I’ve spent many days this week writing a Blog all about our new lives, with an in-depth look into our escape from the rat race, changes in personal outlook and what it’s like to live with sod all income. Turns out I’m rubbish at it, but happily my wife isn’t so if you haven’t already, head to Growing Things and Making Things.
I may revisit my feeble attempts at telling our life story at some other point, but for now, it’s back to the cars.
Like an excited child awaiting Christmas, for some reason I was very, very excited about heading out to tackle the Byways of Nant-y-Moch in my budget 4×4. I was joining a trip organised by West Wales Laning, who quickly became essential buddies when I decided that I rather liked getting off the asphalt track. My group was led by a chap in a Land Rover Discovery – they’re very popular as they’re cheap and very capable – with me second and a Range Rover L322 bravely following, as well as a Land Rover Defender.
I guess some of the excitement was sheer anxiety. I’d done my research, but would the Maverick actually be any good in off-road conditions? Not that it is technically off-road. These are public highways which just don’t have a surface. Ramblers please take note. We are good 4x4ers who stick to the routes we should do. We don’t just go tearing off where we like – though sadly some must always spoil it by doing whatever they want.
I quickly learnt that the Maverick really is very capable in the mucky stuff. The only real downside was a ride which was rather unyielding. By the end of the day, I’d had enough of being bounced around. I’m sure the Range Rover was easier on the spine. The Maverick coped with driving on three wheels at times, displayed impressive axle articulation, refused to conk out when subjected to bonnet-high waves of water and clambered over all obstacles, often with ease.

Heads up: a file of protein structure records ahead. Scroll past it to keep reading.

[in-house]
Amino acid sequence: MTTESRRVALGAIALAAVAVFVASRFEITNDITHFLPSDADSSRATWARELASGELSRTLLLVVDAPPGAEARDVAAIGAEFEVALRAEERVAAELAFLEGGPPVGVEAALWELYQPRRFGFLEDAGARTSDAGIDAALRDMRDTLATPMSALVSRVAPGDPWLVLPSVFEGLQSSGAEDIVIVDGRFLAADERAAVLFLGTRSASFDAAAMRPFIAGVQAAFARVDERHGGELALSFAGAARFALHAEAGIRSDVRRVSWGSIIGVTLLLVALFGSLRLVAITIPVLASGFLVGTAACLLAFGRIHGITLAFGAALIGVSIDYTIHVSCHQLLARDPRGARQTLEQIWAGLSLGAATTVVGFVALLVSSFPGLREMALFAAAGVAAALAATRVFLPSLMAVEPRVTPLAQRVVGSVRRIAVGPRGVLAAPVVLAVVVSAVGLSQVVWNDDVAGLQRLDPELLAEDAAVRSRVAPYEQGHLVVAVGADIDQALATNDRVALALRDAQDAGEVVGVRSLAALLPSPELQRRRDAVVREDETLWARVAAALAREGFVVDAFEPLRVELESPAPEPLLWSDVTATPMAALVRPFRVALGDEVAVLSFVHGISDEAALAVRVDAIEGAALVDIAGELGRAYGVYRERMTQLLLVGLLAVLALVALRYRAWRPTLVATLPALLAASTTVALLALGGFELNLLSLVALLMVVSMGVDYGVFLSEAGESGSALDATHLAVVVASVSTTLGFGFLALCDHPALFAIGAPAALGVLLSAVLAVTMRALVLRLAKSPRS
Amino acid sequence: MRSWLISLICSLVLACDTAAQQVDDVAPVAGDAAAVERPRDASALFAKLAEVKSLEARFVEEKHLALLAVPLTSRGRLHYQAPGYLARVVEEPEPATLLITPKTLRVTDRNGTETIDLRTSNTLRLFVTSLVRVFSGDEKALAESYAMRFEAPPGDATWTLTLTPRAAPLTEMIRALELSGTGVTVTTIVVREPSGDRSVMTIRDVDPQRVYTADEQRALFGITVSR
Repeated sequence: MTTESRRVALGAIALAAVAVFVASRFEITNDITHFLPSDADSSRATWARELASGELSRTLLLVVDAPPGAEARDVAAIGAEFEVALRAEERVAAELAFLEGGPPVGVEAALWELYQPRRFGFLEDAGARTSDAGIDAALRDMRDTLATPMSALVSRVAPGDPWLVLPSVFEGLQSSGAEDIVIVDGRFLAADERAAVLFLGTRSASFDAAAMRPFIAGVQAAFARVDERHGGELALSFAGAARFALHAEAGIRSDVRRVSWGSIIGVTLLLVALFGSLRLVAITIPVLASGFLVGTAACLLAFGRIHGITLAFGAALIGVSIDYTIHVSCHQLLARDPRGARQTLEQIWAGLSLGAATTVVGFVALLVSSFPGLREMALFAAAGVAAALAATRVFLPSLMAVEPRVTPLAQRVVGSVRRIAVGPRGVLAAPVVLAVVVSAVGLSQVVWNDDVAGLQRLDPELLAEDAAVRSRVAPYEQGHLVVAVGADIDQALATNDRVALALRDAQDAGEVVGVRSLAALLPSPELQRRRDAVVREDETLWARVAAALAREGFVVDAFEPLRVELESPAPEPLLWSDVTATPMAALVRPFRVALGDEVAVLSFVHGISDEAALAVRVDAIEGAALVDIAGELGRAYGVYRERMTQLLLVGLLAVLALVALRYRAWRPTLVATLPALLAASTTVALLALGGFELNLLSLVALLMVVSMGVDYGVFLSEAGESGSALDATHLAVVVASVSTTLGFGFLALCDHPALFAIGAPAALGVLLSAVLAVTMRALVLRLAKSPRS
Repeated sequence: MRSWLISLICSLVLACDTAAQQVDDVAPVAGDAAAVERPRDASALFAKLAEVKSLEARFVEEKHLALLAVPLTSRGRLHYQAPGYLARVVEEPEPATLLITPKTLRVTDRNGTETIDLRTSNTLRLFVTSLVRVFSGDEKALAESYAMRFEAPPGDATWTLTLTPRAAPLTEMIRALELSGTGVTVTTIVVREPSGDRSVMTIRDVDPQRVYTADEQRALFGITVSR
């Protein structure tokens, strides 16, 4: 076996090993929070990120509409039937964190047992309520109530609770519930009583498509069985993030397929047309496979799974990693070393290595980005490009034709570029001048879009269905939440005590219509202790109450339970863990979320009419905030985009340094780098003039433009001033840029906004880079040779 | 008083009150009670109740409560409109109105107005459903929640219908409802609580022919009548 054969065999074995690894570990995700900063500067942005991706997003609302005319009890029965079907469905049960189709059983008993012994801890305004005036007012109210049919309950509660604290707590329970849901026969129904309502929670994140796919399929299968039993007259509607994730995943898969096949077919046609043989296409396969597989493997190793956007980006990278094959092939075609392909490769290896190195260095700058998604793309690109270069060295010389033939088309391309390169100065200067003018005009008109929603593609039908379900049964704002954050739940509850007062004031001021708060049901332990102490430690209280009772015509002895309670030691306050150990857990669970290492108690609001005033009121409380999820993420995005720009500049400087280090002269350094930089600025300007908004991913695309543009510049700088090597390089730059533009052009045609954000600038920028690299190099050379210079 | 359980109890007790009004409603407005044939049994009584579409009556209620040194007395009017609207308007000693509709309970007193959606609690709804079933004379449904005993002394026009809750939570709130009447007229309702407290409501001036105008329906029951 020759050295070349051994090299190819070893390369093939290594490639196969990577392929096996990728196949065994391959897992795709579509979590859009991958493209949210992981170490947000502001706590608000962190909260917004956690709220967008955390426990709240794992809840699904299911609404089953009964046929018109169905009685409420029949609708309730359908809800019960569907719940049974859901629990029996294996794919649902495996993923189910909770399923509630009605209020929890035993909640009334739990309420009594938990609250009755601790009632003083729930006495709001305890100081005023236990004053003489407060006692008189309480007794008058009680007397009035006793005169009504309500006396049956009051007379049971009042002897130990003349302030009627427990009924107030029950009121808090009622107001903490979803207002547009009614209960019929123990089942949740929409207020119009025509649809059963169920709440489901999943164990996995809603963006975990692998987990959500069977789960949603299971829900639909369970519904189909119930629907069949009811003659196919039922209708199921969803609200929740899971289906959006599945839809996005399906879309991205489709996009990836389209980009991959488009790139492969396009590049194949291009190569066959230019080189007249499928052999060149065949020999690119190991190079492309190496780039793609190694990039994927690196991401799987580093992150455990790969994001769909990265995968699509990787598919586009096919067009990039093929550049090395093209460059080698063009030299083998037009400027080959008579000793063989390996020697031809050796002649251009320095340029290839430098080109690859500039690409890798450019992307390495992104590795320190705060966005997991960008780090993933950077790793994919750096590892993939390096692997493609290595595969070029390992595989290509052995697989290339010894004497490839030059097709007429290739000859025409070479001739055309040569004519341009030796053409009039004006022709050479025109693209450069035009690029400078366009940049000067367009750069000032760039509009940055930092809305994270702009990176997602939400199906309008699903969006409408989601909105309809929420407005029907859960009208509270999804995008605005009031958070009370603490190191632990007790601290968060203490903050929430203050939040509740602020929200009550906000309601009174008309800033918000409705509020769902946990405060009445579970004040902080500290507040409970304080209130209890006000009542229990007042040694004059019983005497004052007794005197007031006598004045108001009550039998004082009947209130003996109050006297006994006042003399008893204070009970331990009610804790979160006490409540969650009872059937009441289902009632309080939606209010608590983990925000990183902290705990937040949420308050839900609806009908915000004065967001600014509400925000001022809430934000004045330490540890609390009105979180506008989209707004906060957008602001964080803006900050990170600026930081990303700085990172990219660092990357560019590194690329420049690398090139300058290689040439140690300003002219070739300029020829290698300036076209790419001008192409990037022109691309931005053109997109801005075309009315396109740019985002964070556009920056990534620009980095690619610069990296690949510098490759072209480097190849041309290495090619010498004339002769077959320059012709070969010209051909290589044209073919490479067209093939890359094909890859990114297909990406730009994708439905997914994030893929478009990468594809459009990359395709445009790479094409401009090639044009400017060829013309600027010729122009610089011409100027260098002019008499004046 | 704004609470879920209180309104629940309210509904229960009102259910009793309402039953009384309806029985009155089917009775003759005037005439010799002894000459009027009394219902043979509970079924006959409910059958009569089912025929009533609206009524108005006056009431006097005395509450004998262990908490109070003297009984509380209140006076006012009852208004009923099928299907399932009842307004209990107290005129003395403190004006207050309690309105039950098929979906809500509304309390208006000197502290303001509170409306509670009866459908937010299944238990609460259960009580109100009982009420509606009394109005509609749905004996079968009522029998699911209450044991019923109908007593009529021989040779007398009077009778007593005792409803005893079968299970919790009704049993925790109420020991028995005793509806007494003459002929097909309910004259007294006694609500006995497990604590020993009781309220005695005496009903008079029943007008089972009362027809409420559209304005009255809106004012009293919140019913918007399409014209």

This is immensely pleasing. I wanted to prove that buying at the bottom of the market needn’t mean a compromise when it comes to green lane fun. Perhaps I have. After all, while the L322 Range Rover was mightily impressive, I bought my Maverick for the cost of a pair of second-hand Xenon headlamps for the Solihull luxury machine. It’s all clever stuff, and very effective, but buying cheap and keeping it simple worked just as well.
And the Maverick really is simple. The basic 4-wheel drive system – rear-wheel drive for most conditions, with selectable four-wheel drive via a high-low ratio transfer box – is similar to that used on Land Rovers for decades. Yes, the limited slip differential at the rear is quite fancy, but it compensates for less suspension travel than a Land Rover possesses. There is no centre differential, no traction control and certainly no Hill Descent Control.
That the Maverick is good off road really shouldn’t be a surprise. While Toyota’s Land Cruiser gets all the plaudits for toppling the once-mighty Land Rover, the oft-forgotten partner in crime was the Nissan Patrol – a car many Australians rate ahead of the Toyota. The Maverick is a Nissan in all but badge and the Blue Oval had very little to do with the design. As part of the first wave of ‘soft’ roaders, the Maverick actually isn’t very soft at all. Few compromises have been made on the off-road ability, even though the on-road performance is surprisingly strong.
The project looks to have been a success then. So far, the only fly in the ointment (other than brake issues…) is a slightly disappointing 22mpg. I look forward to seeing if I can top that figure, as in its off-road ability and in its everyday-practicality and ease-of-use, the Maverick has become a car I really quite like.
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